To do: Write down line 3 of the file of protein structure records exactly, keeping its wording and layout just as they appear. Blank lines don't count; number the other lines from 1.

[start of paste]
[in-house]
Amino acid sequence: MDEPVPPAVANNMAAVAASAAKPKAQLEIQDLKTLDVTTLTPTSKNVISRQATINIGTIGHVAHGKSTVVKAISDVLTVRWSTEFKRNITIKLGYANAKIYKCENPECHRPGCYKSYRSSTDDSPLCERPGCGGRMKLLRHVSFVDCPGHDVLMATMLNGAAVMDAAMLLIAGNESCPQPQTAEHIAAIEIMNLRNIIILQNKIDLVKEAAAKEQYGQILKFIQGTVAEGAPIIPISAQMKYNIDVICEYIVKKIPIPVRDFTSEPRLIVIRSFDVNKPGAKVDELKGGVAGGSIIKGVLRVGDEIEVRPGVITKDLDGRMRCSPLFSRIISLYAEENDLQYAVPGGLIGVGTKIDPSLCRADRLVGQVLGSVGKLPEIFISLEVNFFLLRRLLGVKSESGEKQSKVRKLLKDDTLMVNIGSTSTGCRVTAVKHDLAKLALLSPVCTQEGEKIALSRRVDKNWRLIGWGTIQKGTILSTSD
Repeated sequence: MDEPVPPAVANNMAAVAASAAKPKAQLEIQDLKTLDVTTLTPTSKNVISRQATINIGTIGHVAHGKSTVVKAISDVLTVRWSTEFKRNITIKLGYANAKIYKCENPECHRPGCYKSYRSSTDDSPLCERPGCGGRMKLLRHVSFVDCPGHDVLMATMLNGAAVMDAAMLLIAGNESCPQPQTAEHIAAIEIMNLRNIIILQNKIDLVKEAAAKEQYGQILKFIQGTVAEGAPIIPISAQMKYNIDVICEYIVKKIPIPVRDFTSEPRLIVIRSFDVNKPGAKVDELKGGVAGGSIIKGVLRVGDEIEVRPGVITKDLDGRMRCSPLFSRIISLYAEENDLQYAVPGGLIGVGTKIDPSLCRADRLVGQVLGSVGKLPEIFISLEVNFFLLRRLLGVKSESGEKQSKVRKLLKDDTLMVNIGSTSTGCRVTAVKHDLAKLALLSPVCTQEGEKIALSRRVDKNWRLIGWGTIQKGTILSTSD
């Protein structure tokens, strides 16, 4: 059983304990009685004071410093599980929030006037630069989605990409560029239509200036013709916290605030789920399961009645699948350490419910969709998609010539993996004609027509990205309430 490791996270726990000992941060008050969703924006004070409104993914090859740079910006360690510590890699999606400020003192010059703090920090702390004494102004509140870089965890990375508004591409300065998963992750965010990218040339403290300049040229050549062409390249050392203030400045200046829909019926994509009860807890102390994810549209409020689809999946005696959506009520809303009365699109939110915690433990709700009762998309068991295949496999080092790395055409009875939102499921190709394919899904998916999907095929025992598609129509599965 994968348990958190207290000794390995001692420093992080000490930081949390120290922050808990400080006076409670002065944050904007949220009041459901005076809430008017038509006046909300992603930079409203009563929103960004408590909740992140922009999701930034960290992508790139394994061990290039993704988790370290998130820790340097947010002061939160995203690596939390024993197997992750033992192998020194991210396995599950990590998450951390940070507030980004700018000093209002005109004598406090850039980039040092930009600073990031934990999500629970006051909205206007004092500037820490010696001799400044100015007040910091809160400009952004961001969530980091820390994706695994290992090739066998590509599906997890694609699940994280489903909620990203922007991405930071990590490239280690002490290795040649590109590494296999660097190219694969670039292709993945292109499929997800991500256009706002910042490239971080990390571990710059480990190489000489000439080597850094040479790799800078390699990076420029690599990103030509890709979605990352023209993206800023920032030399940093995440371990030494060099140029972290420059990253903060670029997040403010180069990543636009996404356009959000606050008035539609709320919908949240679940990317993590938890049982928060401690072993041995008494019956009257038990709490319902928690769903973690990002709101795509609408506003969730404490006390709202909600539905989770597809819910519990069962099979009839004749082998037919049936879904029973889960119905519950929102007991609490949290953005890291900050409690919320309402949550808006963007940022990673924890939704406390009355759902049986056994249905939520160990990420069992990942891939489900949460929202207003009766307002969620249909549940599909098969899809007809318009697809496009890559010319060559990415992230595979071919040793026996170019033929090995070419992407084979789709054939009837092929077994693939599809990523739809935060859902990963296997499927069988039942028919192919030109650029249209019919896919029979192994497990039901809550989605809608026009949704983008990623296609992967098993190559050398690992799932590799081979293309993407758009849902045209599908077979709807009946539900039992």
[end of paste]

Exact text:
Repeated sequence: MDEPVPPAVANNMAAVAASAAKPKAQLEIQDLKTLDVTTLTPTSKNVISRQATINIGTIGHVAHGKSTVVKAISDVLTVRWSTEFKRNITIKLGYANAKIYKCENPECHRPGCYKSYRSSTDDSPLCERPGCGGRMKLLRHVSFVDCPGHDVLMATMLNGAAVMDAAMLLIAGNESCPQPQTAEHIAAIEIMNLRNIIILQNKIDLVKEAAAKEQYGQILKFIQGTVAEGAPIIPISAQMKYNIDVICEYIVKKIPIPVRDFTSEPRLIVIRSFDVNKPGAKVDELKGGVAGGSIIKGVLRVGDEIEVRPGVITKDLDGRMRCSPLFSRIISLYAEENDLQYAVPGGLIGVGTKIDPSLCRADRLVGQVLGSVGKLPEIFISLEVNFFLLRRLLGVKSESGEKQSKVRKLLKDDTLMVNIGSTSTGCRVTAVKHDLAKLALLSPVCTQEGEKIALSRRVDKNWRLIGWGTIQKGTILSTSD